Anyone who’s spent any time in a doctor’s office combing ruefully through stacks of vintage magazines while waiting to be summoned understands at a visceral level that physicians are not particularly attuned to their patients’ convenience. So, it came as no surprise last month to learn of the American Medical Association’s (AMA) fierce opposition to a White House plan that would offer COVID sufferers more timely access to a lifesaving antiviral drug.
The “test-to-treat” proposal, which President Biden announced in his State of the Union address, would allow pharmacists to administer COVID tests to symptomatic customers and send them home with the recommended doses of Paxlovid if they test positive. The drug, which the FDA approved under an emergency use authorization in December 2021, has been shown to be 89 percent effective at preventing hospitalization or death from the virus — if taken within three to five days of contracting the infection. But under current protocols, a symptomatic patient must first schedule a doctor’s appointment, undergo a test, and secure a prescription before finally heading to the pharmacy.
That can eat up precious days, explains Jeffrey Singer, MD, a senior fellow at the Cato Institute. “By allowing patients ‘one-stop shopping’ where they can get the test and the prescription from a pharmacist,” he notes in a recent blog post, “the new policy works around that problem.”
Not so fast, cried the AMA in a statement released on March 4. “Establishing pharmacy-based clinics as one-stop shopping for COVID-19 testing and treatments is extremely risky,” the group warned. “COVID-19 is a complex disease and there are many issues to consider when prescribing COVID-19 antiviral medications. Leaving prescribing decisions this complex in the hands of people without knowledge of a patient’s medical history is dangerous in practice and precedent.”
Drug interactions can be a dangerous consequence of haphazard prescribing practices, Singer admits. Paxlovid, for instance, may not be recommended for someone taking statins. But he argues that pharmacists are more likely than physicians to spot those dangers. “It is not uncommon for prescribing physicians to get phone calls from pharmacists informing them that a drug that they prescribed interacts with another drug their patient is taking and suggesting an alternative medication.”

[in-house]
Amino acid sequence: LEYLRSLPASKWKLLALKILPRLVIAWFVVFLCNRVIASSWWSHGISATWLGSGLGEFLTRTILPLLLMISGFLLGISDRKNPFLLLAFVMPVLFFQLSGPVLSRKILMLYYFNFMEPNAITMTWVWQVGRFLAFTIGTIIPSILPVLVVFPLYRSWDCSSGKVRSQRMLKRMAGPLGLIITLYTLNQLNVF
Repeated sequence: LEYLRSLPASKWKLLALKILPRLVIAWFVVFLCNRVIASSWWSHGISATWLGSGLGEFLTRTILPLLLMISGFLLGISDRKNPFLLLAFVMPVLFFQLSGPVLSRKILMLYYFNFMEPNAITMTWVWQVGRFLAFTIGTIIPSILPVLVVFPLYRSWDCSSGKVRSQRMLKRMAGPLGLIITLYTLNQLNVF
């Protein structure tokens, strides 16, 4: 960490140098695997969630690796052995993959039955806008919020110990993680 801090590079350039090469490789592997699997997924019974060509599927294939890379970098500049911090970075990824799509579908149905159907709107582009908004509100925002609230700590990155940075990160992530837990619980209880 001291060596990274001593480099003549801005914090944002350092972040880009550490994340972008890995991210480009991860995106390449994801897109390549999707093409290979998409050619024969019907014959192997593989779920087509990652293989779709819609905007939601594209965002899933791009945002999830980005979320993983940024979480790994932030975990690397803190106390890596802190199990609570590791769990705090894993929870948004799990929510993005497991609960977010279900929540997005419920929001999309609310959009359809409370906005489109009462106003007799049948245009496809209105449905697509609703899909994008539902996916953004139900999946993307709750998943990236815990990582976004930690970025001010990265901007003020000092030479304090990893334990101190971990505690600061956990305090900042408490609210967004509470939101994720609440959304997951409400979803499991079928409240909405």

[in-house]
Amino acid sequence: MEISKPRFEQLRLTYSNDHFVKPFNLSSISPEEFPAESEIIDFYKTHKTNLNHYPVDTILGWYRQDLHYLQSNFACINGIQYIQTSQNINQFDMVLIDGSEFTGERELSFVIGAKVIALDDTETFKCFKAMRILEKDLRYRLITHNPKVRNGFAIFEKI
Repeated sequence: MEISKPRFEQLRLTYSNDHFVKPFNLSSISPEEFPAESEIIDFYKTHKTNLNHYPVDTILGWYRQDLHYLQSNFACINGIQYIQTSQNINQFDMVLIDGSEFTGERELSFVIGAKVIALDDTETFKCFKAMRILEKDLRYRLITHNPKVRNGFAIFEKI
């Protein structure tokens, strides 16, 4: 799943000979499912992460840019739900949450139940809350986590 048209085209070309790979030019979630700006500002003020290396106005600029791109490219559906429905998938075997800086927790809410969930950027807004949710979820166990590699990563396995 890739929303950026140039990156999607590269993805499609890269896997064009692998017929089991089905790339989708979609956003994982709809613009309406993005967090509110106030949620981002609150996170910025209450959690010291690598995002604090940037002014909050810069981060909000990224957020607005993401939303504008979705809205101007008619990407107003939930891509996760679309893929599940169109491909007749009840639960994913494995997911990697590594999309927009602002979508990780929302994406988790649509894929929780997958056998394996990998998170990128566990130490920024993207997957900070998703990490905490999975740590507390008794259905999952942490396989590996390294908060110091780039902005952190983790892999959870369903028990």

The AMA’s reaction is simply another volley against what’s known as “scope creep,” the gradual migration of licensed healthcare professionals such as nurse practitioners, physician assistants, and pharmacists into the primary-care territory traditionally dominated by doctors. “They always claim to be concerned about patient safety but are arguably concerned about the competition as well,” Singer writes.
Pharmacists had been making significant inroads even before the pandemic pushed pharmacies into a key role as testing centers and vaccine distributors. Several states allow them to treat strep throat, flu, urinary tract infections, and other illnesses; in a few locales they’re permitted to prescribe oral contraceptives and antismoking medications. Typically, pharmacists negotiate agreements with doctors in order to gain prescribing authority, but in some states they can legally prescribe drugs to treat a variety of conditions diagnosed with rapid testing.
It’s a growing trend, Allie Jo Shipman, PharmD, a policy director at the National Alliance of State Pharmacy Associations, tells Kaiser Health News. “We’re seeing more states looking at direct prescribing authority now as opposed to collaborative practice agreements.”
For seniors, who visit their pharmacy about twice as often as they sit in their doctor’s waiting room paging through old magazines, this is a welcome shift in primary-care protocols. It’s convenient, inexpensive, and less stressful than a doctor’s consultation. And pharmacists, on the whole, are happy to expand their services — even though Medicare and private insurers generally don’t pay them for their evaluations.
And though the AMA has spent the past couple of years actively opposing more than 100 legislative actions at the state level that would give pharmacists more free rein, Shipman says her colleagues have no interest in supplanting physicians as primary-care providers. “We want to come alongside physicians,” she explains, noting that the pandemic has stressed the entire healthcare system. “We want to be another healthcare provider. The burden is too great to be carried by any one provider.”